Goldman Sachs Loans to Peloton Founder John Foley in Spotlight

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  • Goldman Sachs is in talks with Peloton founder John Foley about personal loans backed by Peloton shares, a person briefed on the matter said.
  • Foley has pledged more than 20% of the shares he owns in the fitness company as backing for personal loans.
  • Peloton’s stock has slumped more than 80% from its pandemic high.

Goldman Sachs and Peloton founder John Foley are in talks about restructuring personal loans backed by his shares of the connected fitness company, according to a person briefed on the matter.

Foley, who stepped down as Peloton CEO in February, is under pressure to put up more collateral for the loans as Peloton’s stock price has cratered by more than 80% in the past twelve months. Foley pledged 3.5 million shares, or roughly 20% of the more than 17 million class B shares of Peloton that he owns, to support the loans he has taken out for his personal benefit, according to a Peloton filing. 

Peloton’s stock-price decline has been so steep that Goldman is talking with Foley about putting up more stock and cash or coming up with another option that gives him more time to repay, the person said. Goldman Sachs is Foley’s lender, the source said. A representative for Goldman Sachs declined to comment for this story.

James Finch, an associate professor of finance at New York University’s business school, said Foley’s loan gives the lender the right to sell the stock and raise cash if they can’t reach an agreement.

“The last thing you would want to have happen is the stock declines in a big way and then you have a lender foreclose on the stock and then dump it,” Finch said, adding that such a sale would “cause more downward pressure on the stock price.”

Last week, the New York Post reported that Foley and his wife were quietly trying to sell their 6,100-square-foot oceanfront home in the Hamptons, just a few months after buying it for $55 million in cash, according to property records. The Foleys, who paid $2.5 million over asking to purchase the property in December, are seeking to sell it at a loss, the Post reported. Foley also sold about $50 million of Peloton stock to an investment firm backed by tech entrepreneur Michael Dell last week, according to a regulatory filing.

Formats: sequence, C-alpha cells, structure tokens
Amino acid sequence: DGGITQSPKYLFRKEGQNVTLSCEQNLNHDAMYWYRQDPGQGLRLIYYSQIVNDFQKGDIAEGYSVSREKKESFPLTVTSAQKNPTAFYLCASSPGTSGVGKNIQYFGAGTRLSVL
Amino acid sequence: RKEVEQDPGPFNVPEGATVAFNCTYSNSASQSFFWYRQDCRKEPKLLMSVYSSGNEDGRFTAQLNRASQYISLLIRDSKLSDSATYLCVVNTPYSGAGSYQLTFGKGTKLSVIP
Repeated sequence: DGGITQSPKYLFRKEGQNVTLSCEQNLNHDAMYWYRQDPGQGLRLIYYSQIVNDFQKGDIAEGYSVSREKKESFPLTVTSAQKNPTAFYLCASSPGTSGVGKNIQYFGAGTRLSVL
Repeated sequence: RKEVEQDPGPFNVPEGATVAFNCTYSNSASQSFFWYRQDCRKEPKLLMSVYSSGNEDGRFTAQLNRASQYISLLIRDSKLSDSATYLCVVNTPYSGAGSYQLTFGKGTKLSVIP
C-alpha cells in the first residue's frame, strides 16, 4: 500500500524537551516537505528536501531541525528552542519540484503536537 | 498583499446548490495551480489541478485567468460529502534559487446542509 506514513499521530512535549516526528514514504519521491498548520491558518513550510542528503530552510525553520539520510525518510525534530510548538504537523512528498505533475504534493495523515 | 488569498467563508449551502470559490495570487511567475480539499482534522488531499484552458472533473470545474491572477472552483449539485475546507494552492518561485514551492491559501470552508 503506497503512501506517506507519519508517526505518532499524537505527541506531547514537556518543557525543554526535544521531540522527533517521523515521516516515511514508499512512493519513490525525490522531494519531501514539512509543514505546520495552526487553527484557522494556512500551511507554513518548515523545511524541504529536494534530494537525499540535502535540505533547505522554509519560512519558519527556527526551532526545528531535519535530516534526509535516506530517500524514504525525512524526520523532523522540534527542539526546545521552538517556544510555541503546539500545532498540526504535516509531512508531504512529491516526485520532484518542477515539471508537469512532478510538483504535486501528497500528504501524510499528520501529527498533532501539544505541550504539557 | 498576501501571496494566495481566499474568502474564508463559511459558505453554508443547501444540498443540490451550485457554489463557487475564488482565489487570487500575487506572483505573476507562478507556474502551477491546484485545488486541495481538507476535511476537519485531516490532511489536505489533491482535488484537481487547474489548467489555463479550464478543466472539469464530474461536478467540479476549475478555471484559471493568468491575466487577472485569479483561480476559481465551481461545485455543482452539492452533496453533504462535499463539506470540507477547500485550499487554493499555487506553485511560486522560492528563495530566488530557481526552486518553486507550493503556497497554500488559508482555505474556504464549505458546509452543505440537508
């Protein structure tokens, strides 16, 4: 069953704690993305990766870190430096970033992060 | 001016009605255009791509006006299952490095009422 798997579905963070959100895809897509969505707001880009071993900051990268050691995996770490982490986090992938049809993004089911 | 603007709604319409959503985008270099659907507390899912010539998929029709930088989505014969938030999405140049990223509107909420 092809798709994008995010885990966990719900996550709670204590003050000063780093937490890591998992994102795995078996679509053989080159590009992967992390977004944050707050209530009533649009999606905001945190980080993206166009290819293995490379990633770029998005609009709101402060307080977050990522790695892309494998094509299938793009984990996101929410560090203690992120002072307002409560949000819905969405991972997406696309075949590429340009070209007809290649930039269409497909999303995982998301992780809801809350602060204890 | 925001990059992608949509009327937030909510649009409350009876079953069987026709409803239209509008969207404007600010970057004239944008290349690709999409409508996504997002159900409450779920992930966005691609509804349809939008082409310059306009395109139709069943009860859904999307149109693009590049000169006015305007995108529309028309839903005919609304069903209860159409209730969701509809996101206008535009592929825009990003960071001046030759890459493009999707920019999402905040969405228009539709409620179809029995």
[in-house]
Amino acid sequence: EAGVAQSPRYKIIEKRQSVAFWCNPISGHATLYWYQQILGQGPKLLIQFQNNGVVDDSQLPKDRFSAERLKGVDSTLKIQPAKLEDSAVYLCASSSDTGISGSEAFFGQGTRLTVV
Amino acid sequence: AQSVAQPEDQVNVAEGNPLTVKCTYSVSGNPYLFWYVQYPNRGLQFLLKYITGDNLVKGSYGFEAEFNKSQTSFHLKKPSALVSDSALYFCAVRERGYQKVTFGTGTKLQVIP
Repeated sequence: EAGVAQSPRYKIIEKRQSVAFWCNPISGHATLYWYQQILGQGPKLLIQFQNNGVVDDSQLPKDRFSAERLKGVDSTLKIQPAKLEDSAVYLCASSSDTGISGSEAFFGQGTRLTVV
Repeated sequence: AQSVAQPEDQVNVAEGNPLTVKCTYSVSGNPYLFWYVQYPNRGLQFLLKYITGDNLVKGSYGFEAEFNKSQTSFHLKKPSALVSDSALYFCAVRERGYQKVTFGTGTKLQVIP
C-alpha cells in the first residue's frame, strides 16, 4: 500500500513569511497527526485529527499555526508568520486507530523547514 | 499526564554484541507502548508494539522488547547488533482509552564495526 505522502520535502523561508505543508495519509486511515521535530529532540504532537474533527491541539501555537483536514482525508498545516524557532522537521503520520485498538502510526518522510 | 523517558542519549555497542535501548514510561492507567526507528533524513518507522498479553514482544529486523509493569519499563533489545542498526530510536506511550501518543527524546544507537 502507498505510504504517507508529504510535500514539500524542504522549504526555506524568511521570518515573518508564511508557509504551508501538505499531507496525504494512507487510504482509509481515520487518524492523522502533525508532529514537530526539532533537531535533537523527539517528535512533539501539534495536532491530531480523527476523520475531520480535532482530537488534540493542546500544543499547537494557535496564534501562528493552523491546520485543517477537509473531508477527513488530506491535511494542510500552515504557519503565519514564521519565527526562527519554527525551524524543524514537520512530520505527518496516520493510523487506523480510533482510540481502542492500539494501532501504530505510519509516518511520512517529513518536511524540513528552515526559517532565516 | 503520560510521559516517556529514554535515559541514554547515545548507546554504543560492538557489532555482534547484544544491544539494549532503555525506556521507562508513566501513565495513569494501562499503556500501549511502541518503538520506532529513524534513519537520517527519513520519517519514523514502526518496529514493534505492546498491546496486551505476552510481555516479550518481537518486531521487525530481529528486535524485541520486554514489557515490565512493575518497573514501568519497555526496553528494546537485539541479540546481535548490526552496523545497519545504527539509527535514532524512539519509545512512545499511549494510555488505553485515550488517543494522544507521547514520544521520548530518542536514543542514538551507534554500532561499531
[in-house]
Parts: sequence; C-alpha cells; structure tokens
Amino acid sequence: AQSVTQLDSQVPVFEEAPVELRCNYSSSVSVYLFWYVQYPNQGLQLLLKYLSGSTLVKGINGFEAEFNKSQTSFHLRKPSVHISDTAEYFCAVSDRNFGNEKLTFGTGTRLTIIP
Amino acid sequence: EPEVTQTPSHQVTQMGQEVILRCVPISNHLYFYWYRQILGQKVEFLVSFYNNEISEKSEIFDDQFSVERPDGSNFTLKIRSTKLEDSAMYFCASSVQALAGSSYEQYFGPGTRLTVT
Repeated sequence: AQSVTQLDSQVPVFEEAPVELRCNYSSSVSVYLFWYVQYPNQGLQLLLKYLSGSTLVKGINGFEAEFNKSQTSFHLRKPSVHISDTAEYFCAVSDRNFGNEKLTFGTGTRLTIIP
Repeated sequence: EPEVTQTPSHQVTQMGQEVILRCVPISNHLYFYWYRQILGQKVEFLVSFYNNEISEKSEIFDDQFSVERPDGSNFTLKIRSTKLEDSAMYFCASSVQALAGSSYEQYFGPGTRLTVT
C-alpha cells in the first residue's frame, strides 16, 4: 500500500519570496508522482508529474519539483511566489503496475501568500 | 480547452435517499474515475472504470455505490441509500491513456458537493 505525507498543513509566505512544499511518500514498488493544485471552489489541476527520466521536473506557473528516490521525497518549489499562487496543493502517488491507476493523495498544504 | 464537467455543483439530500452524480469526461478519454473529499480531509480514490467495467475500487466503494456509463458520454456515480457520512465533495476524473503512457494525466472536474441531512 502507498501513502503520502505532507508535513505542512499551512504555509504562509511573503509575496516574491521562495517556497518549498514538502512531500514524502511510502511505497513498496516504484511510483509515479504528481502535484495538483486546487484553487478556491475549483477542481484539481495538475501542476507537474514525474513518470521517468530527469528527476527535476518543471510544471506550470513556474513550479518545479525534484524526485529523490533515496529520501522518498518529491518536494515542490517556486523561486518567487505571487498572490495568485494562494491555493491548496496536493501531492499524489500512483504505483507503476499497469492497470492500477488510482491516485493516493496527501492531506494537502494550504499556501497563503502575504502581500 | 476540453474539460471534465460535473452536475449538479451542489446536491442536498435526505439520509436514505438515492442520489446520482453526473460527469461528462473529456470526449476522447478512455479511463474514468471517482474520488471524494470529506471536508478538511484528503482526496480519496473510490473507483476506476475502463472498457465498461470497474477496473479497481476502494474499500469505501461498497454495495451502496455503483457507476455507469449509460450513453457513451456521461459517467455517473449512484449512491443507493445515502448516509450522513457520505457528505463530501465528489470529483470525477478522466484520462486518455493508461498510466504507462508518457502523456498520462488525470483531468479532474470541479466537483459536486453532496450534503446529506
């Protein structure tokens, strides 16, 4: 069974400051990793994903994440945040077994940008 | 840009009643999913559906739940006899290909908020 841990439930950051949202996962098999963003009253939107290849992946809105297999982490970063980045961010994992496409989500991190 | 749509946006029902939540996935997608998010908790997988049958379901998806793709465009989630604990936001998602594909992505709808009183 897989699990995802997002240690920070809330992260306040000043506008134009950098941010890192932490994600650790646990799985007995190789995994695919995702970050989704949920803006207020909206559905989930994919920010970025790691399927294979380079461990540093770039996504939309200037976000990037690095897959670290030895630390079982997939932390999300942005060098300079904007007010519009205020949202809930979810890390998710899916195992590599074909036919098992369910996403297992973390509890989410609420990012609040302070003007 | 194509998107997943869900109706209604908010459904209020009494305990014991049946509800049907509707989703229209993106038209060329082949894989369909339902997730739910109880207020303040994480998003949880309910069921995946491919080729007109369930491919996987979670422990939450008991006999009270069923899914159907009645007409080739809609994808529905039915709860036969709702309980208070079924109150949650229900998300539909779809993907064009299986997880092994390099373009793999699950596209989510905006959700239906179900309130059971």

It’s not clear if the moves are related to the loan restructuring with Goldman Sachs. A Peloton representative declined to comment. 

While many public companies do not allow executives to use their company stock as collateral, Peloton’s policy permits insiders to use up to 40% of their vested shares as collateral, so long as it’s approved by the company’s insider-trading-policy administrators. William Lynch, who recently stepped down as Peloton’s president, has pledged 20% of his shares as collateral for personal loans, as have several other Peloton insiders, according to regulatory filings.

For executives with a lot of their compensation tied up in equity, such loans offer an attractive way to access cash without selling down their stakes in the company or triggering tax consequences. The downside is that if the value of the collateralized stock drops precipitously, as has been the case with Peloton’s stock, a lender could decide they need more collateral or ask the borrower to repay some of the loan.

Blackwells Capital, an activist investor which has pushed for leadership changes at Peloton and for an outright sale of the company, has cited the pledging of Peloton shares by insiders as a red flag.

“Pledging is problematic because it can lead to forced stock sales in the event of a margin call and accelerate a downward spiral in the stock price,” Blackwells wrote in a presentation it released last month.

It’s not clear when Foley pledged his shares as collateral for the loan, or what the stock price was at the time they were pledged. The 2019 prospectus for Peloton’s initial public offering makes not mention of Foley’s stock pledging, though they are disclosed in Peloton’s October 2020 annual proxy filing. 

Peloton priced its stock at $29 a share at its September 2019 IPO. The shares traded as high as $171 in January 2021, but have steadily declined since. The stock price is now $22.61. 

For more about Foley’s predicament and how he lost control of the company he founded, read Insider’s in-depth report.

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